In this report, we answer the top three questions we’re hearing from the market:
Geopolitical instabilities, extreme weather and political decisions driven by inflationary pressures are all contributing to today’s vegetable oil crisis.
As climate change becomes more tangible and periods of draught more frequent, major vegetable oil producers struggle to meet export and domestic demand, with yields being challenged and forecasts uncertain.
Importers, who have previously relied on sunflower oil supply from Ukraine, are now cautious in their purchases and concerned because, despite the recent free grain corridor agreement, shipments from the Black Sea may still struggle to depart while the war continues.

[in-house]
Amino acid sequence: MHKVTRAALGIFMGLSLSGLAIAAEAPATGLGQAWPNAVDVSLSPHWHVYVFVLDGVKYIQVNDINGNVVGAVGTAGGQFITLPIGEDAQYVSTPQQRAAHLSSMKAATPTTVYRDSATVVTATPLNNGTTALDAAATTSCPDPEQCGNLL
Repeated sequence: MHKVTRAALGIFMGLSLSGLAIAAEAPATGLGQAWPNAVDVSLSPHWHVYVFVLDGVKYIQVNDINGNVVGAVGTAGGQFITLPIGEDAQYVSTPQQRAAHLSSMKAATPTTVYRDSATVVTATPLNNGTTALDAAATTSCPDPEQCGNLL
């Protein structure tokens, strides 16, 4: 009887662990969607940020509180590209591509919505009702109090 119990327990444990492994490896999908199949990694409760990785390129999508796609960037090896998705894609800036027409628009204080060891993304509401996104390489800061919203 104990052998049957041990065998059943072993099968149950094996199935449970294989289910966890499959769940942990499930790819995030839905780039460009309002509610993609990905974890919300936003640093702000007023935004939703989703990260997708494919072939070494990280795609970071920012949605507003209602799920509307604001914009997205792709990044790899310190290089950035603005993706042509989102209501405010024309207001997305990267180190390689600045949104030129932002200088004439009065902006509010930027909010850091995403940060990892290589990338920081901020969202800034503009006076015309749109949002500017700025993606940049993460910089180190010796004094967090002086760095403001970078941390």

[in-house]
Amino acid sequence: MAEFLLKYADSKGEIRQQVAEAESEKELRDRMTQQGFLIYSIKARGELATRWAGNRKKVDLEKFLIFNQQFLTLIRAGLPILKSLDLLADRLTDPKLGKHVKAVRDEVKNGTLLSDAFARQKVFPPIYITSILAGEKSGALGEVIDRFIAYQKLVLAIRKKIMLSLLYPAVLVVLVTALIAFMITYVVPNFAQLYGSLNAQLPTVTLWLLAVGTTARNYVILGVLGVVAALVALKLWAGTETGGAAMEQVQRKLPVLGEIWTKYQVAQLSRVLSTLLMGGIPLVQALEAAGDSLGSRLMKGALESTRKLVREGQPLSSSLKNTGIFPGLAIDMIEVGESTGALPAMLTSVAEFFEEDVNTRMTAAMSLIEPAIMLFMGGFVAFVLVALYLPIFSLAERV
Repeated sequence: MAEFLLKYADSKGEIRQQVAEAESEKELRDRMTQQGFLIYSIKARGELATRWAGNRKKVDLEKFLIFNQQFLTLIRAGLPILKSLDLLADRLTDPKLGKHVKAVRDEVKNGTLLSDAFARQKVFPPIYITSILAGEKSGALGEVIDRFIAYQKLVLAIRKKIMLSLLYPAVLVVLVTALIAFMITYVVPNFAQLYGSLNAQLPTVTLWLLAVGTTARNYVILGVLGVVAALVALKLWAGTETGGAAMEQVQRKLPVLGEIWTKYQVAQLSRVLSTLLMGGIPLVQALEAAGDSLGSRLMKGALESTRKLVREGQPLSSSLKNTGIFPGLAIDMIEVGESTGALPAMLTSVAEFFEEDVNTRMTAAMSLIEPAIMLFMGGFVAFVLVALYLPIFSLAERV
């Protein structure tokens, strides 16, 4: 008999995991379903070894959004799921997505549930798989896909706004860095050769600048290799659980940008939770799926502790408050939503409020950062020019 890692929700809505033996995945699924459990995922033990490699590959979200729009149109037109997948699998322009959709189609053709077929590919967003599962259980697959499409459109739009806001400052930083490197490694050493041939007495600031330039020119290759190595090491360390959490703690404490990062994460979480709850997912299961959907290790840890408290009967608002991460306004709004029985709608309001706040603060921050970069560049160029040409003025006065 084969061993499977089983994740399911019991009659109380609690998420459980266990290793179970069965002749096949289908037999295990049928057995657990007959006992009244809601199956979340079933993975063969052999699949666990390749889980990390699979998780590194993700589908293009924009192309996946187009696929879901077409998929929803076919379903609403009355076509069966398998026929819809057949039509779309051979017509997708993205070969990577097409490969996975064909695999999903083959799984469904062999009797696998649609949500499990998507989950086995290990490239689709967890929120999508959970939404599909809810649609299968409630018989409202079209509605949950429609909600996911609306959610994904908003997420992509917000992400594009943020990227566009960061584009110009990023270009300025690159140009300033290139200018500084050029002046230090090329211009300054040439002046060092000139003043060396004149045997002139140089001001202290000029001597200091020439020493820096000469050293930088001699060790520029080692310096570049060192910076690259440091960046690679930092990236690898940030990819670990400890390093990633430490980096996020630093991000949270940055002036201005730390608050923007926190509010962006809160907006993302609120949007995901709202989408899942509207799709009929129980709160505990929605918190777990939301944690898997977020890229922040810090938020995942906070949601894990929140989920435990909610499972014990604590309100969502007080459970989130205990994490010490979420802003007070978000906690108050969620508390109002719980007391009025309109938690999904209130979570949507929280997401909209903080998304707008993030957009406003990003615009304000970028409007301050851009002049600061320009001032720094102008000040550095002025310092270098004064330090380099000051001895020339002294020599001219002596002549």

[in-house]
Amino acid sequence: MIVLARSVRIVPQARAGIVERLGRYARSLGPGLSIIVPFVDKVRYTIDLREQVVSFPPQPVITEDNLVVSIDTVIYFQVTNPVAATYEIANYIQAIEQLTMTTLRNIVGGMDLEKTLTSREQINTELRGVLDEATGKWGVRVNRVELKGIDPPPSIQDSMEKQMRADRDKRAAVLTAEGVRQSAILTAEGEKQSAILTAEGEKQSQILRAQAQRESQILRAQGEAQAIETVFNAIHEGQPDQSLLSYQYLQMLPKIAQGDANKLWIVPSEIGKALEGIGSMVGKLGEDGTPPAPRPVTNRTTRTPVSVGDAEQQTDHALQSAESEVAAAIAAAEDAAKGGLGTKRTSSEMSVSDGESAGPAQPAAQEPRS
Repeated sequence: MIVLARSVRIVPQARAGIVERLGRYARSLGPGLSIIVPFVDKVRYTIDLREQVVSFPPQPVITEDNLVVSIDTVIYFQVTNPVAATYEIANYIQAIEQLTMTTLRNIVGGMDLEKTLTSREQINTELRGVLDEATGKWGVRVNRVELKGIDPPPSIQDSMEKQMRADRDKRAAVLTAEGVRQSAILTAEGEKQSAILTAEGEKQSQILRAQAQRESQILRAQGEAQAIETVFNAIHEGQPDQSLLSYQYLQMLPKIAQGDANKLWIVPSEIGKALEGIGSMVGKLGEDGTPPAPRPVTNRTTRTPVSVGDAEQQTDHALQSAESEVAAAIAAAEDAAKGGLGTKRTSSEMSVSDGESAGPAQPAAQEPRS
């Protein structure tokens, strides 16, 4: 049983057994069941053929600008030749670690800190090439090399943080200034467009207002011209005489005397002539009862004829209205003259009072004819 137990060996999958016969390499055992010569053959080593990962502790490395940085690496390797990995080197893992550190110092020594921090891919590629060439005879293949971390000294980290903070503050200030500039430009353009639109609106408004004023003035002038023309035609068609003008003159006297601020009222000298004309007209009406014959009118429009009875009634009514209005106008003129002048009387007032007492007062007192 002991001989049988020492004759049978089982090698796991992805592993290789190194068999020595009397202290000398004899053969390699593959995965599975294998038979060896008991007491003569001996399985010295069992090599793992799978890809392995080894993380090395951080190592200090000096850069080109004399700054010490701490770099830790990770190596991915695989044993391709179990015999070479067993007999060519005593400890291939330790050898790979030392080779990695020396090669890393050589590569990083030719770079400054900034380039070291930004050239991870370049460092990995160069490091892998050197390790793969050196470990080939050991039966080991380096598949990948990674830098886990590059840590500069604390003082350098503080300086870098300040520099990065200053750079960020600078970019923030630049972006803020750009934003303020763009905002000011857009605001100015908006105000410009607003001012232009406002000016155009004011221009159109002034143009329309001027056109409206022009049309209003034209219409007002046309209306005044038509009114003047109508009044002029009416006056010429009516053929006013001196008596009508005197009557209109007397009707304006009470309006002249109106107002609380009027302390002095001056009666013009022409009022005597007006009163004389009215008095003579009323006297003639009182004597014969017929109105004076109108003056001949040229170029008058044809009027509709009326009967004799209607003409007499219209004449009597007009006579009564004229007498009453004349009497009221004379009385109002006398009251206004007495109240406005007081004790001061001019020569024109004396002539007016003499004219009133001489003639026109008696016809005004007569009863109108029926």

And the crisis expands to all agricultural commodities, not just oils.
A shortage in fertilizer, exported mainly from Russia, means that corn and wheat are also difficult to grow and may have to be substituted with crops that require less nourishment, like soybeans. US and Canadian farmers have already started to adapt to this.
With optimistic production forecasts for soybeans, at least in North America, soybean oil is a good candidate to alleviate the scarcity of other vegetable oils and is the most significant feedstock option for biodiesel.
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